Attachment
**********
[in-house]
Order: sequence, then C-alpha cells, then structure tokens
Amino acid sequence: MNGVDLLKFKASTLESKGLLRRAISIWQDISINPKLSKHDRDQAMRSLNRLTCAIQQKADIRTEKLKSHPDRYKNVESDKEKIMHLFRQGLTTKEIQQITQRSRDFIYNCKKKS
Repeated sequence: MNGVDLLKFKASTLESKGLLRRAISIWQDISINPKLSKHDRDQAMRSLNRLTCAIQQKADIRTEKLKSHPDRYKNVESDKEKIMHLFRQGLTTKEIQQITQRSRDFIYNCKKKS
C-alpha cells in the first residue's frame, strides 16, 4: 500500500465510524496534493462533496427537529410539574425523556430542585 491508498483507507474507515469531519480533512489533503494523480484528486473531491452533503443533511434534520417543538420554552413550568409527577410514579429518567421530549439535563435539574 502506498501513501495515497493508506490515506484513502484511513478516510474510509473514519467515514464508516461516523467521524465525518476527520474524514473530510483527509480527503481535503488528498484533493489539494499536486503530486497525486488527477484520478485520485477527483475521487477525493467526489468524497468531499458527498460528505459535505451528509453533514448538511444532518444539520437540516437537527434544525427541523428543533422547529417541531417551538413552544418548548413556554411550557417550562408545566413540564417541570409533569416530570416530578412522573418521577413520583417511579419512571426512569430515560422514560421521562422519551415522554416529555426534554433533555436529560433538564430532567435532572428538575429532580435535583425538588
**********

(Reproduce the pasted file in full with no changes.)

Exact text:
[in-house]
Order: sequence, then C-alpha cells, then structure tokens
Amino acid sequence: MNGVDLLKFKASTLESKGLLRRAISIWQDISINPKLSKHDRDQAMRSLNRLTCAIQQKADIRTEKLKSHPDRYKNVESDKEKIMHLFRQGLTTKEIQQITQRSRDFIYNCKKKS
Repeated sequence: MNGVDLLKFKASTLESKGLLRRAISIWQDISINPKLSKHDRDQAMRSLNRLTCAIQQKADIRTEKLKSHPDRYKNVESDKEKIMHLFRQGLTTKEIQQITQRSRDFIYNCKKKS
C-alpha cells in the first residue's frame, strides 16, 4: 500500500465510524496534493462533496427537529410539574425523556430542585 491508498483507507474507515469531519480533512489533503494523480484528486473531491452533503443533511434534520417543538420554552413550568409527577410514579429518567421530549439535563435539574 502506498501513501495515497493508506490515506484513502484511513478516510474510509473514519467515514464508516461516523467521524465525518476527520474524514473530510483527509480527503481535503488528498484533493489539494499536486503530486497525486488527477484520478485520485477527483475521487477525493467526489468524497468531499458527498460528505459535505451528509453533514448538511444532518444539520437540516437537527434544525427541523428543533422547529417541531417551538413552544418548548413556554411550557417550562408545566413540564417541570409533569416530570416530578412522573418521577413520583417511579419512571426512569430515560422514560421521562422519551415522554416529555426534554433533555436529560433538564430532567435532572428538575429532580435535583425538588